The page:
found that even their own party would not go along with them. The 
Senators in those eras of Thomas Jefferson and Franklin Roosevelt took 
enough pride in this institution to say: We will make our own rules, 
Mr. President. We will stand by the Constitution. We will not give you 
more power.
  But look what is going on now with this nuclear option. It is being 
orchestrated by the President. And we have too many Senate Republicans 
who are playing the role of lapdog to the Commander in Chief. They are 
sitting there like a group of cocker spaniels in a room full of pit 
bulls, afraid to speak up. They want to give this President whatever 
power he asks for, whatever nominee he asks for. What a departure from 
the tradition of this Senate, when it was truly independent, when we 
respected the President but also respected--maybe more--our 
constitutional responsibilities.
  Our constitutional responsibility is not to agree with everything the 
President says; not to agree with everything that he wants; not to give 
him every shred of power that he seeks. Throughout history, Senators 
have said: We respect you, Mr. President. We respect the Constitution 
more.
  In the midst of this debate, that has been completely thrown away by 
so many Republican Senators. They are so loyal, to the point of blind 
loyalty, that they cannot see what is happening to this institution. 
That they would walk away from the institutional authority of the 
Senate, the constitutional authority of the Senate, over what?
  Take a look at these numbers--208 to 10. How much more graphic could 
it be? The full Senate has considered 218 judges, since President Bush 
was elected, and 208 have been approved. Over 95 percent.
  When it comes to the 10, it is arguable who dropped out and who 
retired, but I will use the larger number of 10 just to demonstrate to 
those who are following this debate that there is hardly a crisis. This 
President has been more successful appointing judges than

[[Page S5521]]

any President in 25 years. There are fewer vacancies on the Federal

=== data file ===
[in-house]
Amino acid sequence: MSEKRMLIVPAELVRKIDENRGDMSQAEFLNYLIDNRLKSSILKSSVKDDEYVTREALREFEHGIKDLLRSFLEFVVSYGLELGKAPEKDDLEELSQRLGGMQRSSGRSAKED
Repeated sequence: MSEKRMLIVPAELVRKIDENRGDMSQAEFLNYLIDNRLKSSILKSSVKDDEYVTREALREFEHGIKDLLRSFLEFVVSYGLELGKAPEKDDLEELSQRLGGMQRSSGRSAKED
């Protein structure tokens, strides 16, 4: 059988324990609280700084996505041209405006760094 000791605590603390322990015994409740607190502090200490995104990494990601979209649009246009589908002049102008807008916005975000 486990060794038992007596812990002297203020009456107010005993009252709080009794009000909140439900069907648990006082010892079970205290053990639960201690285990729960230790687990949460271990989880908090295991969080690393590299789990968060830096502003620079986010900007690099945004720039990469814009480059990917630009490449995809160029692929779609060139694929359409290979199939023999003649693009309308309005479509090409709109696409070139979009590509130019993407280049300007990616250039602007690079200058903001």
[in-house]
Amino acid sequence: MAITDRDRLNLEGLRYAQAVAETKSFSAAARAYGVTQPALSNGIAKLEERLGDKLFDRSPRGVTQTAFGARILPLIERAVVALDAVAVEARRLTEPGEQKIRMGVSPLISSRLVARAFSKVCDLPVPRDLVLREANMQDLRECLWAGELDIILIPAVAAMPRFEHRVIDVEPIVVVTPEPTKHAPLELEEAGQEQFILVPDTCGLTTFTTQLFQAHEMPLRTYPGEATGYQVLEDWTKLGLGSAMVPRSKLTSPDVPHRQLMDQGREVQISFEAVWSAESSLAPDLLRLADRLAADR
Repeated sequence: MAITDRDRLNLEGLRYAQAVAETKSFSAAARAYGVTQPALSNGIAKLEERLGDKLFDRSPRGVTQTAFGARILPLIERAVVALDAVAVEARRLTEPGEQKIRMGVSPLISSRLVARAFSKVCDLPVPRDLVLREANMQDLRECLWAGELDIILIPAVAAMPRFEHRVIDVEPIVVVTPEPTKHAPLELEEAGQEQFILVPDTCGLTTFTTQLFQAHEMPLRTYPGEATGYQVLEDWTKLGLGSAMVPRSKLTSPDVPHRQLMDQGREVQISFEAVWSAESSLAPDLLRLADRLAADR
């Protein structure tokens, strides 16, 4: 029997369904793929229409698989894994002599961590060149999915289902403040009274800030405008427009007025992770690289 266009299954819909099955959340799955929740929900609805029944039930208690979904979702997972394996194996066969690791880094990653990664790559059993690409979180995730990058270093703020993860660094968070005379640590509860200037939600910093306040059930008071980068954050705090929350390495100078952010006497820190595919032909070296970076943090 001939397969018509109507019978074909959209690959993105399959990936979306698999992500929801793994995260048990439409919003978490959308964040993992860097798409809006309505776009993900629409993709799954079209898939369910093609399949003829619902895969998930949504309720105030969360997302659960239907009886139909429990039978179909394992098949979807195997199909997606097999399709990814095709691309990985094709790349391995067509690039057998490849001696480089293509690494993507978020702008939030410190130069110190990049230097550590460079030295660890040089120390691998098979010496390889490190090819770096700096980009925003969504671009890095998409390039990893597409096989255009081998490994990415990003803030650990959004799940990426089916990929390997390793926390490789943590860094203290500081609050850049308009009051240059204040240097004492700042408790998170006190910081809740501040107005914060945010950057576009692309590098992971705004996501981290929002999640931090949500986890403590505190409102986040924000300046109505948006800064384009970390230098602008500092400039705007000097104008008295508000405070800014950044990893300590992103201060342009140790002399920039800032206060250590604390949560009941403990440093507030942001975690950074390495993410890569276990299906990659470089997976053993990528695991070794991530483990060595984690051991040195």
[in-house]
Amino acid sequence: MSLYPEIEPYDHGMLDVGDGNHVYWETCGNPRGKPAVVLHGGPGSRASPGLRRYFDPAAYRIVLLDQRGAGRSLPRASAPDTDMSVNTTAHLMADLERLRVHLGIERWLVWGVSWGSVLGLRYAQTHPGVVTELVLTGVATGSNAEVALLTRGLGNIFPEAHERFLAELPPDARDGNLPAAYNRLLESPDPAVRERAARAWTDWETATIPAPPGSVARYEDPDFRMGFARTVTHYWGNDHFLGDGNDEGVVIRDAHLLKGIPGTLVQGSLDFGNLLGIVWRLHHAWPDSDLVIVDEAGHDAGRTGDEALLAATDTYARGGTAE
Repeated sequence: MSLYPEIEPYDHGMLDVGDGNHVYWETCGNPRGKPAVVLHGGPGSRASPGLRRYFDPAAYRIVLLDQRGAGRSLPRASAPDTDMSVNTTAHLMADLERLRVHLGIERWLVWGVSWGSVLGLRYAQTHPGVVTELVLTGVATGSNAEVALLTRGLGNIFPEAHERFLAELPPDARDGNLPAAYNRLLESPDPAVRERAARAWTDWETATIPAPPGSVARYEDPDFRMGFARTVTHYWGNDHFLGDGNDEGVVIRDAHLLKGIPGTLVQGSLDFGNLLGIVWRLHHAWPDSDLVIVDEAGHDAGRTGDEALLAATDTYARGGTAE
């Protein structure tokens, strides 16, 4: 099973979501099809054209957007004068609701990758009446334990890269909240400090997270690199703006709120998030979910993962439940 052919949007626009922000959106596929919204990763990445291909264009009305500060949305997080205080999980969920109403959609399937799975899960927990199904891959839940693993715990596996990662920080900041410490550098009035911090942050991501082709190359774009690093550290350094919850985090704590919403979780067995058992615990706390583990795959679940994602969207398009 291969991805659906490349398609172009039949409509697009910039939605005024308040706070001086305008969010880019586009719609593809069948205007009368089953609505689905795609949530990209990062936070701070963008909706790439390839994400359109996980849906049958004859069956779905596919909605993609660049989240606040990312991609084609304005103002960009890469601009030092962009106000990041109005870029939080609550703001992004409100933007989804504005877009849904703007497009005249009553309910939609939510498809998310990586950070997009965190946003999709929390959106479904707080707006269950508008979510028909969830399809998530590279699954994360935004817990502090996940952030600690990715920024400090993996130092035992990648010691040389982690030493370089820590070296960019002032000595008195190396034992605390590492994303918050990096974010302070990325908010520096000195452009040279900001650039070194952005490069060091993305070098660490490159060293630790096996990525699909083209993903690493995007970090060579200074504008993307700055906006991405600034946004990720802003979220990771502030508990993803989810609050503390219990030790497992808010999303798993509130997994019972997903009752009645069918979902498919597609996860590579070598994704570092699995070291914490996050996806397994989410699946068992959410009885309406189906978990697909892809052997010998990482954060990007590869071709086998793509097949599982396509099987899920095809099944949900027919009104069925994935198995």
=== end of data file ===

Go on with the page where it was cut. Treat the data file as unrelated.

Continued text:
courts of America than at any time in recent memory. And it was not 
that long ago when the Republicans, during the Clinton administration, 
held a series of hearings, which I attended, arguing that we just have 
too many Federal judges. Senator Grassley of Iowa, a good friend, 
chairman of a Subcommittee on Judiciary, used to hold regular hearings 
calling Republican judges from different circuits who would say: Keep 
those vacancies. Don't fill them. We have plenty of judges. The 
caseload is not that heavy.
  Now the argument is being made, with even fewer vacancies, that we 
are in a judicial crisis. We are not. It has been 9 years since we had 
so few judicial emergencies in the courts. We have been through times 
of larger vacancies and, unfortunately, the Republican majority would 
not give President Clinton the judges he needed to fill them.
  These are the things which clearly we find are the realities of the 
debate. A President extraordinarily successful in creating and filling 
more judgeships, a president who has been extraordinarily successful 
when it comes to convincing his presidential party to support him, and 
now a move afoot to change the traditions and rules of the Senate in a 
way that can create constitutional confrontation, if not constitutional 
crisis.
  There are 55 Republican Senators. We need six--six who will stand up 
and say: History is our guide. We cannot let this institution change or 
diminish. We will stand with those on the Democratic side of the aisle, 
understanding that each of us has to use our own discretion when it 
comes to those nominees we will vote for, understanding that each of us 
is aware of the fact that the next election could change the balance in 
this Senate so quickly.
  One of the nominees who will be considered next is Janice Rogers 
Brown. She may be the nuclear trigger--either she or Priscilla Owen. 
There was an article in a recent New York Times magazine about a far-
right legal movement in America called the Constitution in Exile. This 
movement consists of judges and scholars who believe that the right to 
private property and economic liberty is almost absolute. Its adherents 
believe that nearly all Government infringement on property rights is 
repressive. They encourage judges to strike down laws on behalf of 
rights that do not appear explicitly in the Constitution.
  If this philosophy sounds familiar, it should. The article lists 
Janice Rogers Brown as a poster child for the Constitution in Exile